How to … Really change a nappy
Most baby books and magazines will go into intimate detail about poo. They will focus on colour and consistency with full charts and question and answer sessions. Whilst it’s important to know what to look for in your little one’s nappy, they don’t always tell you what to watch out for.
When changing a boy
Firstly, if you don’t want them weeing into their armpits, make sure you have their penis facing down. And yes, it’s normal for new mums to have a giggle as they get used to dealing with this part of the anatomy.
Books also tend not to mention that happy little boys can and do get erections from any age. Be careful if you have to get this back into a nappy. It still needs to point down despite defying gravity.
Watch out for that fresh air. Boys are prone to weeing as soon as the nappy comes apart and the colder air hits the vitals. Despite what you see in films, they won’t necessarily wee up into your face. Regard this part of the anatomy like an out of control fire hose. It will act like a sprinkler system, showering you and the room. Some baby boys have even managed to hit the ceiling and make wee rain down on everything. You may find everything in the room including yourself is soaking, but your happy little man is smiling away dryly on the changing mat.
Boys tend to wee into the front of their nappy, so if you are using folded up square natural ones make sure the thicker padding is here.
When changing a girl
Girls tend to wee at the bottom part and into the back area of a nappy. This makes them more likely to leak out the back. Make sure this is where the extra padding is.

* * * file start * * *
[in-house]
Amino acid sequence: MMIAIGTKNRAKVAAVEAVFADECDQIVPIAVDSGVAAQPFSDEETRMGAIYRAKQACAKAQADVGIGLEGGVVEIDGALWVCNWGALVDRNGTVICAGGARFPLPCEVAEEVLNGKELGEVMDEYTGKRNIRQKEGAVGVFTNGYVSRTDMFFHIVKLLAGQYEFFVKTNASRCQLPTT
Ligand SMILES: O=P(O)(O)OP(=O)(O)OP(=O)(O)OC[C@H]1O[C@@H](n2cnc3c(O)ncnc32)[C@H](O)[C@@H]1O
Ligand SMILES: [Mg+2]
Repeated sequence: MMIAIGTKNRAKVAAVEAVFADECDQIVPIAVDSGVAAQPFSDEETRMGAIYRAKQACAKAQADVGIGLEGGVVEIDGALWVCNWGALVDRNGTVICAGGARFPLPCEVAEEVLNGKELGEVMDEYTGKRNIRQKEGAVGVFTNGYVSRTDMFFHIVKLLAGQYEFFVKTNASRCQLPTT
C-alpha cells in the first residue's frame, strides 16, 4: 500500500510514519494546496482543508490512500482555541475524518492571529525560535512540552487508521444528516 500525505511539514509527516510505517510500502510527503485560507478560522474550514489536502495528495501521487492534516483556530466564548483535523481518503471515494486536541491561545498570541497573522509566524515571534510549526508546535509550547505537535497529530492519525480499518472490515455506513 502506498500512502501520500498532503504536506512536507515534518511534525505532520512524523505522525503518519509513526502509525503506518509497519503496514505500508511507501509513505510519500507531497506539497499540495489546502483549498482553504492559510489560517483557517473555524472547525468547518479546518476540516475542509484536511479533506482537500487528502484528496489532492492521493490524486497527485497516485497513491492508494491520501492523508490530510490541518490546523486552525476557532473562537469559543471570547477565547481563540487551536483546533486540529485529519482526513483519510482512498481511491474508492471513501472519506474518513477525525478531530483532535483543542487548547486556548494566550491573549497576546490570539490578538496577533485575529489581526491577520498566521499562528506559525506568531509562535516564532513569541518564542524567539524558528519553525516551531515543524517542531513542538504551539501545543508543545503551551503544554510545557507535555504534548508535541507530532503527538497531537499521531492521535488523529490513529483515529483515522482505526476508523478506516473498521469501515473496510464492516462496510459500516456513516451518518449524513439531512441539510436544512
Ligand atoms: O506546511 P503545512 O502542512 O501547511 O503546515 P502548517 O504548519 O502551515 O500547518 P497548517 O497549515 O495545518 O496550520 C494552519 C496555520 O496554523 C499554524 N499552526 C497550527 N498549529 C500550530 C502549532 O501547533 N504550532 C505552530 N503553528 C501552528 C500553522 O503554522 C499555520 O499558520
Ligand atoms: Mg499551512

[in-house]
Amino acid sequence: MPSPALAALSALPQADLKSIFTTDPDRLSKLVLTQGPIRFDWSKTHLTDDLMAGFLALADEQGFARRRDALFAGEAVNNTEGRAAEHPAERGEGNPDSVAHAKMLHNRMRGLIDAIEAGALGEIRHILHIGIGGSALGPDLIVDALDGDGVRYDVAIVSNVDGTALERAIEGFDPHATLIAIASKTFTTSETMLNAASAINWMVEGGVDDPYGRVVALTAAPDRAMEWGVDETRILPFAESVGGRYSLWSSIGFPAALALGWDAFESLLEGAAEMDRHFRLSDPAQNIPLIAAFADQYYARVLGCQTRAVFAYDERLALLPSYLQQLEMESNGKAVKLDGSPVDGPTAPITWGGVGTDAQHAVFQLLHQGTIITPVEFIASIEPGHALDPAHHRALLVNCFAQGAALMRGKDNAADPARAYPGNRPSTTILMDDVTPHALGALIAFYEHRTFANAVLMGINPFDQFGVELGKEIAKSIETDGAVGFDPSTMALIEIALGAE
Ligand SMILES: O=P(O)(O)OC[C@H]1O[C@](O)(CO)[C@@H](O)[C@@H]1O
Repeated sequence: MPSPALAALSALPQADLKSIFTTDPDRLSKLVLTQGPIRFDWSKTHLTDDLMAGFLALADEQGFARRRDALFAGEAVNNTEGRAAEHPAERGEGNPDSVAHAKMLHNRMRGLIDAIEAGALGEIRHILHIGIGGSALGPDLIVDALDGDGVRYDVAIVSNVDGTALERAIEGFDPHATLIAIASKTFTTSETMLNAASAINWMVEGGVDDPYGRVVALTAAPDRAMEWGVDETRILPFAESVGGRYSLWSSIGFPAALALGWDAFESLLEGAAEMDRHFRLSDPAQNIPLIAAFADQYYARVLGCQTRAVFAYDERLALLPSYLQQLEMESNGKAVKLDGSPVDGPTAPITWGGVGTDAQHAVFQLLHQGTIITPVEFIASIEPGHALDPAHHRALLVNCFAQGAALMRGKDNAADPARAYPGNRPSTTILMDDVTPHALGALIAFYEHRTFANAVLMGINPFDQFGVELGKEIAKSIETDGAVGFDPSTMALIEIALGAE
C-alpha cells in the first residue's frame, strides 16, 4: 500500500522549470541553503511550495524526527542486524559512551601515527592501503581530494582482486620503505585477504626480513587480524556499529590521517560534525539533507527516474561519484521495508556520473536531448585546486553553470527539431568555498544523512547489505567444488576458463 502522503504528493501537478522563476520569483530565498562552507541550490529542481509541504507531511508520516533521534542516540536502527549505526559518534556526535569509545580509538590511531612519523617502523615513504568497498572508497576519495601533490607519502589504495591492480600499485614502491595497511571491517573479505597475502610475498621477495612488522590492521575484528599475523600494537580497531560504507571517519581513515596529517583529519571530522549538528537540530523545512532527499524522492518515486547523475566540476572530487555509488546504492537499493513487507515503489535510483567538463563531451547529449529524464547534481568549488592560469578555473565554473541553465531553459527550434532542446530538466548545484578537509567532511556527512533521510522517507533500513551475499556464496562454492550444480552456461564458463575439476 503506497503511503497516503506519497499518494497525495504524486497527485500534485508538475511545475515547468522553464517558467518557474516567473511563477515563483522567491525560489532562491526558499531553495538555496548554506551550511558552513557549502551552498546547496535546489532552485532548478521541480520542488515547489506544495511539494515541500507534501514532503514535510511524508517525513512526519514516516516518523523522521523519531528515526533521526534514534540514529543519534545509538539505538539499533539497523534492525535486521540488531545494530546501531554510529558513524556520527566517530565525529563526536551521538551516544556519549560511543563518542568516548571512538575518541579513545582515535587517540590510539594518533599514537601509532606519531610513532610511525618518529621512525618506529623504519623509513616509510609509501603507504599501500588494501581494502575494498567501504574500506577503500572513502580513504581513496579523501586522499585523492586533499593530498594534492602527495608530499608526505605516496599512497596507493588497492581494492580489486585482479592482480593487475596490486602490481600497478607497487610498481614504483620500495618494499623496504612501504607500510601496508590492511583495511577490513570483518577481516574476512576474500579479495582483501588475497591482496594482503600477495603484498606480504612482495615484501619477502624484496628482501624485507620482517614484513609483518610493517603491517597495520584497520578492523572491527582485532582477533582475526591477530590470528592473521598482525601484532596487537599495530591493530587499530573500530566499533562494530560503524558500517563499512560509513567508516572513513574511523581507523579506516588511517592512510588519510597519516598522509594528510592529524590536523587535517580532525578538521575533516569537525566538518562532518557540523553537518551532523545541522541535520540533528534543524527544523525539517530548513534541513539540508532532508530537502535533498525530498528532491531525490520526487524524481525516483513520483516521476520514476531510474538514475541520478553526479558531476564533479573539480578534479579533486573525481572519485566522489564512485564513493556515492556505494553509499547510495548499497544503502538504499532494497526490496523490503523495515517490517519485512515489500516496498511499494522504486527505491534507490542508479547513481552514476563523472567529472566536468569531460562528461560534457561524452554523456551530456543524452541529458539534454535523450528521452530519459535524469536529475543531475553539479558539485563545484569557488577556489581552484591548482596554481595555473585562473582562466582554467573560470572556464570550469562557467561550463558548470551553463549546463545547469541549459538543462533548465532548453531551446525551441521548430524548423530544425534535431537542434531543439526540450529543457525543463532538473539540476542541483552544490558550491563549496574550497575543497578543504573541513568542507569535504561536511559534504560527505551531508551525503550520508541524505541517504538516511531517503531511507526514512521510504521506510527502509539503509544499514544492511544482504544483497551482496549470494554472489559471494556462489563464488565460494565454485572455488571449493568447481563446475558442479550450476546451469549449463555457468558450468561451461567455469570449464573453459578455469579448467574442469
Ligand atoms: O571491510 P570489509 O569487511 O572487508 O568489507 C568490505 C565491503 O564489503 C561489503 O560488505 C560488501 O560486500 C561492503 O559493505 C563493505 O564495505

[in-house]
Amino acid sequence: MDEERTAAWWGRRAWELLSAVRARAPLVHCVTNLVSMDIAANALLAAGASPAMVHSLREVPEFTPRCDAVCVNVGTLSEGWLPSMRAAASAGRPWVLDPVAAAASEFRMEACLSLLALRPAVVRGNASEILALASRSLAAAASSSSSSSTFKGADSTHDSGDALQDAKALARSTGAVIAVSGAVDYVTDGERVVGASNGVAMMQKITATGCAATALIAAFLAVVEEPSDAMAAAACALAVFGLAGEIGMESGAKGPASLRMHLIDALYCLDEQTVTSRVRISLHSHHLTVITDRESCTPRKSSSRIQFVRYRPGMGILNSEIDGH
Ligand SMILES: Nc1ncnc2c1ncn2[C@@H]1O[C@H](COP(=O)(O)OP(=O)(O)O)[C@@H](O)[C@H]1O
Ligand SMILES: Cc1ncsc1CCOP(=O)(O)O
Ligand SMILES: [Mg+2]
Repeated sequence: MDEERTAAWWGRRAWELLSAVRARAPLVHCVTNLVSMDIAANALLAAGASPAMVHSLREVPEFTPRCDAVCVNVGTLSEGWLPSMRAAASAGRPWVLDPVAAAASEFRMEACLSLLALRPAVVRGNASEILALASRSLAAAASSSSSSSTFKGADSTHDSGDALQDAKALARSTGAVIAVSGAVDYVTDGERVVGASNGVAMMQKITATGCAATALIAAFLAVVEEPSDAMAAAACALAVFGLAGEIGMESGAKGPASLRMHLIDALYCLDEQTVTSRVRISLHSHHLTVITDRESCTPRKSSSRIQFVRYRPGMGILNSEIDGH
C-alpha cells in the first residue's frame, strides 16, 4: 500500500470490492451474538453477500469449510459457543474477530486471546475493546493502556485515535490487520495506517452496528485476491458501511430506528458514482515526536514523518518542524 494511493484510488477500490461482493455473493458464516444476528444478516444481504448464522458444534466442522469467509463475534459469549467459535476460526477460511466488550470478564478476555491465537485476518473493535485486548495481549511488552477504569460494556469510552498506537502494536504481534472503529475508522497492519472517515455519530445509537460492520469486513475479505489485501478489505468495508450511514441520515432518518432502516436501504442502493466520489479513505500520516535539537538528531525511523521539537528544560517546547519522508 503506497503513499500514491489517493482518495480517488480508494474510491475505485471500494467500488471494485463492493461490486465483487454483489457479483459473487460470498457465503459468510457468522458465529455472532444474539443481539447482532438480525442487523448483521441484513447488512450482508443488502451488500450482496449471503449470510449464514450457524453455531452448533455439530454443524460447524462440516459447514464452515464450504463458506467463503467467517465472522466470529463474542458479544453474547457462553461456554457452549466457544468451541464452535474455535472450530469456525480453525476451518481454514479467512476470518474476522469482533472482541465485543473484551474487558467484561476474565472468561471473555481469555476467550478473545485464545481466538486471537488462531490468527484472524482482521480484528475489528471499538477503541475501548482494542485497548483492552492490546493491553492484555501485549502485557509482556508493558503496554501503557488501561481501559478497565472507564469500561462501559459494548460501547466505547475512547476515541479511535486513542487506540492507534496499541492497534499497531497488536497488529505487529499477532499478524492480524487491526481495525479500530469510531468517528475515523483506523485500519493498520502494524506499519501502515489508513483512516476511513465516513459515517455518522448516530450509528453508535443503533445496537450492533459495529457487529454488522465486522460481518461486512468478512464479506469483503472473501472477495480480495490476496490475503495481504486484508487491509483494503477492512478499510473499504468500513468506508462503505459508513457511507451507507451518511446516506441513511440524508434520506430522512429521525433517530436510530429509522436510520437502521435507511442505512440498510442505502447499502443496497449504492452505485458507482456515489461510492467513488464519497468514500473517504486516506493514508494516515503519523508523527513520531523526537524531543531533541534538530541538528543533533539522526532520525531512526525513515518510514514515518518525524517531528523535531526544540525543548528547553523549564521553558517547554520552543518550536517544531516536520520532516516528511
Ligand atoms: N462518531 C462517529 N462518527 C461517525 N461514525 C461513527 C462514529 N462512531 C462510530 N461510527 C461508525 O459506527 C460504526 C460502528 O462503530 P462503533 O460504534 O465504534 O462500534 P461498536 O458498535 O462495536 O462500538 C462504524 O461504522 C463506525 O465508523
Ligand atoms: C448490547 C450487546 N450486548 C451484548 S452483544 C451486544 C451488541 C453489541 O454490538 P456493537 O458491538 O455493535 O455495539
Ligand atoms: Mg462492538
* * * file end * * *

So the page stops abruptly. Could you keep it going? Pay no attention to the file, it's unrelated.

Don’t be fooled into thinking that girls can’t create havoc if weeing without a nappy. It can come out with equal force and pool around them soaking them, their clothes and whatever they are lying on.
As they get older and are caught short miles from a toilet, they cannot conveniently aim the stream of wee like a boy. This means having to hold them at the right angle to stop you and the child from getting a soaking.
Dealing with poo – Both genders
Babies on a milk diet pooing during nappy changes will also create a horrendous mess. A stream of yellow milky poo can jet out in a stream at a velocity high enough to pebble dash several estates of council houses.
Baby poo is also bright yellow and can stain clothing forever.
Bottle fed babies will be prone to constipation, even if your health visitor tells you this is not possible. Some brands of formula milk are not so rich and even do their own line of milk for babies suffering constipation and colic.
As it is against the law to advertise formula milk for newborn babies, seek advice from a sensible health visitor or midwife who does not militantly support the breastfeeding campaign. It is also possible to mix feed your baby bottle and breast despite what you may be told.
But it is true bottle fed babies may get constipation. If you see your baby going bright red and straining this is what they may be struggling with. If you find when you open their nappy there is only a smallish hard lump in the bottom region take extreme care. With a wet wipe, move this away but be prepared. This could be a cork holding in several ounces of high pressured poo. As you move this lump, make sure you have the front of the nappy acting as a barrier shield or you could find yourself coated from head to toe in hot, fresh, organic yellow matter.
But bottle feeding mothers take some heart. Though breastfed babies will likely have no issue pooing freely, those that do so during the night with a leaky nappy can spend a happy eight hours turning round like a clock in the cot. Imagine the pretty circular patterns that fresh leaking poo makes on white sheets.
The final word on poo is this: when taking off the soiled nappy, move this far, far away. No matter how far away you have put it, somehow, a hand or foot will always dip into the contents.